So, did you click on this link thinking I would finally clue you in to the true enlightenment? Have I been withholding some valuable nugget of truth that would finally unlock the key to motorcycling happiness? Is there one enduro bike that is elevated above all others? Sorry, you have been duped. There is no bike of the year pronouncement to be found here.
But why not? Every publication on earth does these great year end reviews of the best of everything from grip glue to motorcycles. So I feel compelled to at least create a headline for such a feature, even if it is bogus.
There are a couple of bonafide reasons that I don’t feel prepared to make a bike of the year pronouncement. Here are a couple of them;
I just don’t get to ride enough bikes. Even in the KTM realm, our biggest supporter, I only ride a couple of models per year. It isn’t that I don’t try, I call KTM about every month and ask if there is anything available. Here I am working with people that I have a strong relationship with, so it is almost a game to call and make the same request over and over. Sometimes it even works. Still there are so many KTM models that I get little more than a sampling each season.
Expanding this theme, we are the high mileage kings here at Enduro360. No one puts on more miles and covers more terrain. Again it is somewhat due to KTM, they give me a bike and politely imply that I can keep it for as long as I want if it means I will just go away. I love the fact that many of our test bikes see 100 hours on the meter before they go back. But it means we focus lots of time on one bike instead of many bikes.
Testing bikes is incredibly time consuming. I can easily end up with 20 hours of just administration and writing for each test, no ride time included. That means I have to make some effort to focus my time on bikes that will interest readers. We almost never turn down an opportunity to ride, but I don’t try to chase down every bike out there.
Interestingly, two of our biggest tests last year were the Gas Gas EC300 and KTM 690 Enduro. It is all due to Google search, not necessarily because they were the models with the most interest, but because we were near the top of page rank for those searches.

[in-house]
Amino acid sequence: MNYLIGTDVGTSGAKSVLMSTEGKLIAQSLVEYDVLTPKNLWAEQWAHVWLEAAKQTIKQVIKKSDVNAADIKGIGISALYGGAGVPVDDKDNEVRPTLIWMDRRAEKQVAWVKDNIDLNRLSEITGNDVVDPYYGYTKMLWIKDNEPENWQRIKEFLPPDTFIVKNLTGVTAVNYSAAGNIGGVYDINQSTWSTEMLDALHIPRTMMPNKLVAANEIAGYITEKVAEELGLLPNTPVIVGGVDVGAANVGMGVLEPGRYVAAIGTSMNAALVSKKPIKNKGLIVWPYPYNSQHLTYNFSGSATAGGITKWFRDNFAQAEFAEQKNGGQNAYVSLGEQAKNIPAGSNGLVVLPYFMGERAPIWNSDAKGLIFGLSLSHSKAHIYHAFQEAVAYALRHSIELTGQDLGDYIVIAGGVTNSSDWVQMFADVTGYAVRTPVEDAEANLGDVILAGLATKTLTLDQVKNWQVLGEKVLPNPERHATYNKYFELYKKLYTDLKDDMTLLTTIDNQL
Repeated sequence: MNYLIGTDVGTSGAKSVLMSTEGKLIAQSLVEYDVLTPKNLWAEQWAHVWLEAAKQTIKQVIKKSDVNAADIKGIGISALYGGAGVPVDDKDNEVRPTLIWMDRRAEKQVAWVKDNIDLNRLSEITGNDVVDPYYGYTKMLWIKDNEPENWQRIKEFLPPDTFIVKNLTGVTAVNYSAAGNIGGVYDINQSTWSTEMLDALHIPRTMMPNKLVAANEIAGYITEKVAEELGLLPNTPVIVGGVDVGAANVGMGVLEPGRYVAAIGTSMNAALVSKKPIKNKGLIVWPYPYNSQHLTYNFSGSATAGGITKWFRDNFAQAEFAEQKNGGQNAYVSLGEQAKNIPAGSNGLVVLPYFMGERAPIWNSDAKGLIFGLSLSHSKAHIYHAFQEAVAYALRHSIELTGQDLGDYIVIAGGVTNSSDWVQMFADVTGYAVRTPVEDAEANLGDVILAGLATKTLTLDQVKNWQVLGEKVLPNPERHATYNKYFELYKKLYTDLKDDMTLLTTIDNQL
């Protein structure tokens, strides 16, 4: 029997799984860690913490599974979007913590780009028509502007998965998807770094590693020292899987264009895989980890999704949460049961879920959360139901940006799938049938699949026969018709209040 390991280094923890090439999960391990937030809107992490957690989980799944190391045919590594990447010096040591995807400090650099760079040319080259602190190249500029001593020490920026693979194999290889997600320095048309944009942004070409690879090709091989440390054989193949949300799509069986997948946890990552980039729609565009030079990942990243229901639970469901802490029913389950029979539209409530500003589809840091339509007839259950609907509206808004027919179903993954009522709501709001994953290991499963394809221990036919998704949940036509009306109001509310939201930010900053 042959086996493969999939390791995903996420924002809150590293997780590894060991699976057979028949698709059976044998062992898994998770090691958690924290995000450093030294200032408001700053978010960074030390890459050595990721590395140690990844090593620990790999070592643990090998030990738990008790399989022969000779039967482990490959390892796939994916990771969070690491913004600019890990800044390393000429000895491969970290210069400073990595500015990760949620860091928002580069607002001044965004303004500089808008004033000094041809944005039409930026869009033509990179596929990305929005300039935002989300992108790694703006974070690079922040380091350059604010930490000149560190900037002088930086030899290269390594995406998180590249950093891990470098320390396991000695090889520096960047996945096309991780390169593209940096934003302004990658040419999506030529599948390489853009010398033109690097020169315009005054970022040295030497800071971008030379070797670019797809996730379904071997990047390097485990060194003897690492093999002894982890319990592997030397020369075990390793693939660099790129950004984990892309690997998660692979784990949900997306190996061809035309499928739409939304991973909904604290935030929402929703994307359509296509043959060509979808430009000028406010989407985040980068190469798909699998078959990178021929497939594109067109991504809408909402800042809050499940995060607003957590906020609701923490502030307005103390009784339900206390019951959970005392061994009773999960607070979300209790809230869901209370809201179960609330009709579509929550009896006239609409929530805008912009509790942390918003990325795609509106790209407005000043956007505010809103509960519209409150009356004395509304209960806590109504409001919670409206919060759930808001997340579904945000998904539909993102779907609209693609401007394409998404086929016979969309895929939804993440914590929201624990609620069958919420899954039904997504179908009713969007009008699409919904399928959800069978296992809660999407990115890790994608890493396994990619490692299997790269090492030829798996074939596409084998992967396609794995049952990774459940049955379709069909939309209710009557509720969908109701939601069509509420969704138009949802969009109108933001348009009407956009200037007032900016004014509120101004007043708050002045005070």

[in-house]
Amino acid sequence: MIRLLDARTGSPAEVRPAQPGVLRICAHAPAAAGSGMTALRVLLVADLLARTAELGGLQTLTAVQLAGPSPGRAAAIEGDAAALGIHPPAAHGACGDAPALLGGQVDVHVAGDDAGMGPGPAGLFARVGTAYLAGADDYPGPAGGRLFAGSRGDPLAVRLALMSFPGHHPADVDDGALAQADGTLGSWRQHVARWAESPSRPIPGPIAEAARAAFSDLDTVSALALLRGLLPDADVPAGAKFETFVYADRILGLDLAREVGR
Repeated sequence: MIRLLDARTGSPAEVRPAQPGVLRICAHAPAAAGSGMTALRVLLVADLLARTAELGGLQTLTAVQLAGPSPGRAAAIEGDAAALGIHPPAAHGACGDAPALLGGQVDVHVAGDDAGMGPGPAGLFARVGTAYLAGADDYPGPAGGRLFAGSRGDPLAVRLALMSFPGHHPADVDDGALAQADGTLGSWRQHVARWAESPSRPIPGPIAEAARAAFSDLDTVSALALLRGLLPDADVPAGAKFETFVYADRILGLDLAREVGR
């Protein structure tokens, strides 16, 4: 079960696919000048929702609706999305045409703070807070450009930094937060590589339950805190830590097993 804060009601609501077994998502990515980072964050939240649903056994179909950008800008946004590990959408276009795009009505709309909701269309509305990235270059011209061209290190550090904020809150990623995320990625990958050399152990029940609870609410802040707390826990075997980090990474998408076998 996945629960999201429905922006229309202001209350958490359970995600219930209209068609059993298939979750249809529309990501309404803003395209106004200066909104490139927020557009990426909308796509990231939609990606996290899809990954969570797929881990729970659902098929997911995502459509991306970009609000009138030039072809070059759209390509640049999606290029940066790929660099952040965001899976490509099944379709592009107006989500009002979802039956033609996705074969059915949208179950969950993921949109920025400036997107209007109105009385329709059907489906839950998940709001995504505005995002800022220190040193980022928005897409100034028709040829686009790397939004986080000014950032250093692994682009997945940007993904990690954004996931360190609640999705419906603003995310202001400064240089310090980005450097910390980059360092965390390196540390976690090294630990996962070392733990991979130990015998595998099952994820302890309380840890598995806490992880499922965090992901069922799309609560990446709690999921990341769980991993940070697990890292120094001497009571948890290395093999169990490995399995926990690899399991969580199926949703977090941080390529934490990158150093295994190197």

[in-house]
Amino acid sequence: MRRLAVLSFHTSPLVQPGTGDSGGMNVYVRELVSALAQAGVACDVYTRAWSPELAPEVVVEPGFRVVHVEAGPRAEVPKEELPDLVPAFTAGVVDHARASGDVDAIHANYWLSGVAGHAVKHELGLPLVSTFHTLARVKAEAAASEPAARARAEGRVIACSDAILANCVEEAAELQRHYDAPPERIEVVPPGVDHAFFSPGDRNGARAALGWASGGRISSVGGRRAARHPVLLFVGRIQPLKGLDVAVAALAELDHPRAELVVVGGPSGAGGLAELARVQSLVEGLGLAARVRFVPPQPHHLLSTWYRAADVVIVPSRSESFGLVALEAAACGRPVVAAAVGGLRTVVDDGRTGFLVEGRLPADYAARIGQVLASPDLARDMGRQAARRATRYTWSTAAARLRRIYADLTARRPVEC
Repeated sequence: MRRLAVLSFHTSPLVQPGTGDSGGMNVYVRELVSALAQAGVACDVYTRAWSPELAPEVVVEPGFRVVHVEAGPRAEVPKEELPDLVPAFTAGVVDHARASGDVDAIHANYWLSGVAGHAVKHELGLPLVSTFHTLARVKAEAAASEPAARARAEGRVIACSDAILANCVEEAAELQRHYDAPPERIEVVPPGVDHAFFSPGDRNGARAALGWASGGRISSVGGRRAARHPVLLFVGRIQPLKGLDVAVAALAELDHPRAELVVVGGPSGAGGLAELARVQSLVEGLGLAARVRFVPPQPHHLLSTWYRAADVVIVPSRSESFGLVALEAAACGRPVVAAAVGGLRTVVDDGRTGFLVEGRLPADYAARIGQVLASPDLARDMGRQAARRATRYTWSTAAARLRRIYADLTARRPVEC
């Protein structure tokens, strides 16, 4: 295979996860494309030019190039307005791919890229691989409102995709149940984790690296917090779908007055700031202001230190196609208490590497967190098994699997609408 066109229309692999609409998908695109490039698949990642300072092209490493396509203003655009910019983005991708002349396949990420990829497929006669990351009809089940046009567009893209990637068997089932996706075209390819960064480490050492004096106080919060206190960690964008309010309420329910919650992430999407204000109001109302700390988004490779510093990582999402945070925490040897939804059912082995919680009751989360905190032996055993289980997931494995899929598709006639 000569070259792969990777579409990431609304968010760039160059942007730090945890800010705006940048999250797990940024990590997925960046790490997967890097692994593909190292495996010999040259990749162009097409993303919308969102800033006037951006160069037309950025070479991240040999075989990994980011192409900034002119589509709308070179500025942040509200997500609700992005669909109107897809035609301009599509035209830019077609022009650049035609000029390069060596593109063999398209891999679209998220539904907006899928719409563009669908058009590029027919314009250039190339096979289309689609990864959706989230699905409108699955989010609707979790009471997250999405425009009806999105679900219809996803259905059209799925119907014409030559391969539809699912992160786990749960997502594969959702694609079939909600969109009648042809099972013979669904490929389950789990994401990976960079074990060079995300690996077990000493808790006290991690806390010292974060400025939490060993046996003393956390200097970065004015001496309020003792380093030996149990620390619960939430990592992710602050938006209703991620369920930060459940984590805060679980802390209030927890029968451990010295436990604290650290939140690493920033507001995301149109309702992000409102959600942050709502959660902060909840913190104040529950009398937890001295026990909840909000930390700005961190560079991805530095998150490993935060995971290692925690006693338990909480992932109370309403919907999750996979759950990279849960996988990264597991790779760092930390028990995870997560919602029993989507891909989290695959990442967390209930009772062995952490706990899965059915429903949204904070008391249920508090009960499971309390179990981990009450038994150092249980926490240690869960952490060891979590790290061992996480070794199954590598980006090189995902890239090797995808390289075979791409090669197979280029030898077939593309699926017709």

With a lack of really bad bikes, the overall competence of all bikes is very high. It is getting harder and harder to claim one as better than another.
In the big picture, it is sort of like doing shootouts, comparing a group of bikes. It is mostly about getting down to the lowest common denominator. Picking winners in a group tends to overshadow the aspect of finding the best, and often subtle, attributes of each bike. I just have a hard time getting excited about that. I love finding the smallest details that make each bike unique.
If we gathered a group of 10 enthusiasts with their personal favorite rides, we would probably find 10 different reasons why each bike was the best. Heck we would probably have 2 or 3 riders with the same bike, each loving it for a different reason. In their way, each is right. Let’s be honest, some of our love for bikes is not just based on best all around, but our preferences for brand, color, sound and what have you.
Right now I have two very different bikes in the shop for testing. Nearly anywhere we have gone to test, I find myself loving one for part of the day and the other for rest. As the terrain changes, each shows its best face. A look at the spec sheets might easily lead one to believe they are similar bikes. But on the trail they have very distinct personalities. In the tight stuff one excels, but the other stretches its legs in the open and sometimes they meet in the middle. So how do I call a winner? It is far more about choosing the best bike for rider and terrain.
On the flip side, there have not been any real dogs in the group this year either. Nor have we had much for bikes that polarize readers, like the love/hate of the past generation of Husky’s. It has been sort of a dull year (in a good way). Even the Gas Gas EC300 had its day. In the right circumstances it will run the with the best of them.
I can say I like the 450xcw over the 500 version. But we are talking about such small differences in throttle response that some riders wouldn’t see the difference. But I still prefer the old 450xc RFS motor to the new version, it has so much charm and a bit more bite. Every time I ride a 350 I fall back in love all over, but then find myself wishing for a bit more torque. The 390 Beta has that extra torque but lacks the love of revs that comes so natural to the 350. I could go on and on, but you see the futility of picking just one.
In a field of winners it is hard to call any one the loser. So no bike of the year pronouncement for me.